Before folks unanimously agreed that Quaternions are way better, we used to represent orientations in 3D using 3 rotations about the 3D plane’s axes, commonly known as rollpitch, and yaw. This representation has a variety of complications. First off, the order of rotation matters. What that means is that choosing to roll-pitch-yaw, vs, let’s say, pitch-roll-yaw, will put us in two different final orientations! The next issue is a phenomenon called gimbal lock. In a nutshell, if, in our sequence of rotations, we rotate onto another rotation axis such that they both align, we lose a degree of freedom. (For a much better explanation, check out this clip.) Gimbal lock also prevents us from being able to take a direct path from one orientation to another.

Quaternions to the rescue! rather than encode an orientation as three separate rotations from a starting orientation, quaternions use just one rotation. Doing so relies on Euler’s Rotation Theorum, which, in our case, states that any three rotations about the 3D plane’s three axes at the origin can be summarized by a single rotation about some axis that runs through the same origin. Hence, rather than needing to hold onto information about three separate rotations, we just need to hold onto one, and that’s exactly what a quaternion does.

Keep in mind that, while a quaternion encodes a rotation by storing both an axis and an angle, we don’t actually plot this axis or angle. Rather we use the quaternion as an operator. Since there are very well-defined rules for quaternion multipliciations with 3D vectors, we typically start with a vector, compute a couple quaternion products with this vector and the quaternion, and get a vector back, which is the result of rotating the vector by the axis and angle amount stored in the quaternion.

The SLERP Algorithm:

Possibly the most useful feature of quaternions for this project is their ability to provide clean interpolations. Interpolations sound complicated, but the idea is pretty simple. Imagine we have two orientations: a starting orientation (A) and a finishing orientation (B). We want to smoothly rotate from the starting orientation to the finishing orientation along the shortest path, which would be a smooth arc. What’s more, we want to take evenly-spaced steps along the way to get from start to finish.

The Spherical-Linear Interpolation Algorithm (SLERP) does just that, taking two quaternions to represent our start and finishing orientation as well as a scalar (from 0 to 1) to determine how far along the path we want to end up. While the idea seems pretty straightforward, it turns out that writing an equivalent algorithm that does the same thing with rotation matrices is really hard. There’s just no clean way to smoothly interpolate from one orientation to another when our orientations are encoded as rotation matrices. If our project calls for smooth interpolations, our best bet is to use quaternions.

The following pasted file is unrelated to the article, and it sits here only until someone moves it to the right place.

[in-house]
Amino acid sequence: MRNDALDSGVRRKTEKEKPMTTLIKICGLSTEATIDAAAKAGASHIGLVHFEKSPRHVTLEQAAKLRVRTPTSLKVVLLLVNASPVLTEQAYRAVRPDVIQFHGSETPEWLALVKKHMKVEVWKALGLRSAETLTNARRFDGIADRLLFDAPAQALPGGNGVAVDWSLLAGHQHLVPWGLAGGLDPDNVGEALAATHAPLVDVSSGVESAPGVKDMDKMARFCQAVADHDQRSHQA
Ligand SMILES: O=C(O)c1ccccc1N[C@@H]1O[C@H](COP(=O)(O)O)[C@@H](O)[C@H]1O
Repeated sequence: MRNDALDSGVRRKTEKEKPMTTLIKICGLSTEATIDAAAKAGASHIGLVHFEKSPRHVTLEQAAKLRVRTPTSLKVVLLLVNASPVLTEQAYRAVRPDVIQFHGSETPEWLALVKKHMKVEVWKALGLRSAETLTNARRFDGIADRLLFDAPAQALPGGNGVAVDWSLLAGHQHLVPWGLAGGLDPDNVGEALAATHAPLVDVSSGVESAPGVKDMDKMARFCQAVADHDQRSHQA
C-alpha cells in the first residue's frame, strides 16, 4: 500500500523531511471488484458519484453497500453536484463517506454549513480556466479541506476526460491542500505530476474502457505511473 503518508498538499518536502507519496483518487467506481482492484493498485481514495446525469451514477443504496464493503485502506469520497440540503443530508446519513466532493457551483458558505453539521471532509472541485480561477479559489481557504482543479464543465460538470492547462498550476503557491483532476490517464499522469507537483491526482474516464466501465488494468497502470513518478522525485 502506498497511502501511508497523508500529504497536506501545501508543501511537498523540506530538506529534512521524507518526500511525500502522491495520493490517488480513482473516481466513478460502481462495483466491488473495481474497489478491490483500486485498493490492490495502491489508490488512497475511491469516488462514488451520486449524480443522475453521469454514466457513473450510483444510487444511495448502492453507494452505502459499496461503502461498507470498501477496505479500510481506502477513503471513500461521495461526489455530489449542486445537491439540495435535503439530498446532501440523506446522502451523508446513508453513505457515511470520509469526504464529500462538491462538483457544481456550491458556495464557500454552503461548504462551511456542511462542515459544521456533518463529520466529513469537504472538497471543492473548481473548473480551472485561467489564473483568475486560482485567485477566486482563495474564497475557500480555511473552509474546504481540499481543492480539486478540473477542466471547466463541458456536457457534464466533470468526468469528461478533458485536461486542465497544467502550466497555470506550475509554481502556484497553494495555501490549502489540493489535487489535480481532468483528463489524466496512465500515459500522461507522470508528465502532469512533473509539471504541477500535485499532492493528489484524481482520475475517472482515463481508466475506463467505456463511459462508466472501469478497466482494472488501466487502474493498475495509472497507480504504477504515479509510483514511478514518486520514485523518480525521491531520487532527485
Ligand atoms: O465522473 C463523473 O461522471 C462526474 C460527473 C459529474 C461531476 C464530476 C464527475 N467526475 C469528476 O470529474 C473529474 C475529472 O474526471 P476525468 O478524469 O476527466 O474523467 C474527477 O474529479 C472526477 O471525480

If we’re just getting started with quaternions, the diagram shown here can be somewhat misleading, so here’s a quick reminder. Don’t forget that we use quaternions like operators. When we use unit quaternions to store rotation information, we use them like we would use a function. Our input is a vector. Then we compute a few quaternion products. Finally, our output is a vector. Hence, this diagram doesn’t actually show any quaternions! Rather, it shows two vectors that have been rotated into the orientation encoded by the quaternions A and B.

The Noodle Doodle Algorithm:

Given our starting assumptions and a nifty way to smoothly interpolate between orientations, we’re fully equipped to draw our noodle in 3D. The algorithm goes a little like this:

Let a segment be defined as the section of length between adjacent nodes. First, divide the segment length into a defined number of subsegments.

Starting at the staring orientation, For every adjacent pair of orientations, translate a vector of the subsegment length onto the head of the previous vector (with vector addition), rotate that vector by the current fraction of the total rotation computed with SLERP, and then draw the vector.

In a nutshell, the more subsegments we draw from one quaternion to the next, the more convincing our visualization becomes.

 Demo Reel

The above algorithm runs at a 60Hz clip; it’s much more fun to watch when we see the result in motion.

Magic from a World of Commoditized MEMs Sensors:

These days, our phones are jam-packed with heavy-hitting embedded sensors for making sense of our environment. Conditions like pressure, temperature, orientation and global position are all at our fingertips; sometimes it’s easy to forget just how much information about our world is being sensed from our pocket. App developers are loving these sixth-senses coming to life in our world. Heck, just imagine ride-sharing technology without GPS or video calls without an onboard camera.

While app writers and consumers are reaping the benefits of phone-tethered sensing, there’s still a rich uncharted territory that involves simply playing with the sensors themselves — outside the phone. That’s where you come in! My challenge to you, dear reader, is to chart this unexplored territory. Dig deeper and explore its limits! And, of course, if you dig up anything fun, let us know.

Finally, if you like what you see here, why not have a go at building one? PCB files, visualization code, and firmware are up-for grabs on Github.

Posted in BNO055, DoubleJumpElectric, Engineering, Hackaday Columns, IMU, imu noodle, MEMS, quaternion | Leave a comment